Minimum Parking and Affordable Housing
Among the host of problems with minimum parking regulation globally, our utmost concern is its contribution for making housing unaffordable. Cities that offer free parking have high housing costs. It makes this by discouraging the construction of small units and passing on (bundling) the cost of building parking to buyers and renters. Lehe L., (2018), Litman T.(2022)
In 1999 Los Angeles passed Adaptive Reuse Ordinance (ARO) to convert vacant commercial and industrial buildings into housing. This wouldn’t have been possible with the existing minimum parking requirement. The ordinance made exemption regarding minimum parking and in just ten years it was possible to convert 56 vacant office buildings into 7300 new housing units. Manville M. (2020)
If we see our recent development through the lens of global shifts in parking outlook we can say that our planners care little about what kind of burden their requirements bring on developers and ultimately in meeting the target of affordable housing. The new minimum parking regulation in Addis Ababa is far removed from the Structure Plan’s intentions and stipulations and grossly contradicts itself. The structure plan clearly states that around 1.2 million new housing units, of which 420,000 housing units are for the low-income group. It specially recommends for the government to focus on this (AACPPO (n.d.) p.112)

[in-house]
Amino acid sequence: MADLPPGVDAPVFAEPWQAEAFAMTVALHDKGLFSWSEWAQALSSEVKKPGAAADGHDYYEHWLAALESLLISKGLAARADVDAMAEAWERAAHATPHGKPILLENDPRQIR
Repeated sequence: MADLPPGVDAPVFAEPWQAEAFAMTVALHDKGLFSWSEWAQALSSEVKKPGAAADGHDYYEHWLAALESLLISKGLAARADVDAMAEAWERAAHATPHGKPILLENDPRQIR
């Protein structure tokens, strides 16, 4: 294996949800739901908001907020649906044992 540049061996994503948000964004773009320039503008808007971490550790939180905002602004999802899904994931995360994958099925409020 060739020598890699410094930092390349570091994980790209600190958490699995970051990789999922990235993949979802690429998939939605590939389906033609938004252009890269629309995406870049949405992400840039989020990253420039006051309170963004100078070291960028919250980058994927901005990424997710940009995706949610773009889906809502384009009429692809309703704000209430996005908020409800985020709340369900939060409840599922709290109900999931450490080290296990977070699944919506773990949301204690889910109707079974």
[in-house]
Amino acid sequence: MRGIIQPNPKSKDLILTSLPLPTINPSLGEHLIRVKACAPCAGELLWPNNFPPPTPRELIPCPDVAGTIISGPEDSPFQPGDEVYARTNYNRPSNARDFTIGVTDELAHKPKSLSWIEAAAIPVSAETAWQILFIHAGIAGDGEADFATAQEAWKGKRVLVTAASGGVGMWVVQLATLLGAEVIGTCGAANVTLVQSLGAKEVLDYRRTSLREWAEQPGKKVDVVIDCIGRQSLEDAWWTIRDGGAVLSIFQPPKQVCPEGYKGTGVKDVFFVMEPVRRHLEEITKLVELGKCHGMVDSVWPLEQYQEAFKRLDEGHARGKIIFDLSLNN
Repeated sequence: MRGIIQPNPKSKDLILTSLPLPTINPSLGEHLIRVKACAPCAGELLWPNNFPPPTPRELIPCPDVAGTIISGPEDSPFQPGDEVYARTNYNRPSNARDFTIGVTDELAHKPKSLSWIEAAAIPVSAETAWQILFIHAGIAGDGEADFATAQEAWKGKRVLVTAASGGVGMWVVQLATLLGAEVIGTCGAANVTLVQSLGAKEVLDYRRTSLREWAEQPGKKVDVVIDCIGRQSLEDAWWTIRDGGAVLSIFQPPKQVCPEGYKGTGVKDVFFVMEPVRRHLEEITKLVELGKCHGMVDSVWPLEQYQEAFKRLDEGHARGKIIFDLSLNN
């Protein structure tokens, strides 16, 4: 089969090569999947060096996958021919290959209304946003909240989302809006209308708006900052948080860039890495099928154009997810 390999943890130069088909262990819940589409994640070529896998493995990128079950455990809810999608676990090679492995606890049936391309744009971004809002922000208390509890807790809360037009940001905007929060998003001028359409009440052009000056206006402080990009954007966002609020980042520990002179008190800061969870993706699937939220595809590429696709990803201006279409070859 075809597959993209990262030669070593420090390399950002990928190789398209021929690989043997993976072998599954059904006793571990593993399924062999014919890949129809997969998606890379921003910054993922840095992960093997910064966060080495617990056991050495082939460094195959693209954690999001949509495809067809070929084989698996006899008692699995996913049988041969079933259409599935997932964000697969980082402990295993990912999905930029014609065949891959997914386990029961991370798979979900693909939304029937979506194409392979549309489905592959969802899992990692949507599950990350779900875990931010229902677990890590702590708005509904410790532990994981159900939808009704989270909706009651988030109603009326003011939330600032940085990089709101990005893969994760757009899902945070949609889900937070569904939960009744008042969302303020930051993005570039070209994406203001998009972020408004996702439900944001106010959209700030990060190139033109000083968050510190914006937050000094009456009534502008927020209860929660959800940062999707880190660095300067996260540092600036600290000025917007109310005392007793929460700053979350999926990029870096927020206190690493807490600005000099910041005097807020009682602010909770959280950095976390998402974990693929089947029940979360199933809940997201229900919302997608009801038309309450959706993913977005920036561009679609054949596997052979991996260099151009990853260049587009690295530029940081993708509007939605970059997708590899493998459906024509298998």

There are many small and irregular plots in Addis Ababa which can be densified and be able to provide more affordable housing but are simply curtailed by this minimum parking requirement. If a developer wants to fulfill this requirement he will have to construct multilevel basement parking. This type of construction is known to have a high cost due to soil protection (shoring) and substructure structural construction. This will inflate the cost and make it difficult to finance the project as the initial financing of the developer is simply eaten in substructure work.
In conclusion, it is really inconceivable for the Plan and Development Commission of Addis Ababa to continue with the ONE CAR PER FAMILY policy and reach a target of 1.2 million housing units because it is not also possible spatially possible to provide 1.2 million car parking spots which could amount to 2,400 hectares.
It is therefore worth listening to Shuop’s advice for the betterment of our city and its dire housing problem. He advises that: ‘removing off-street parking requirements is the easiest, simplest, and fastest way for cities to provide more affordable housing, more walkable neighborhoods, and a more just society.’ Shoup, D. (2021, May 26).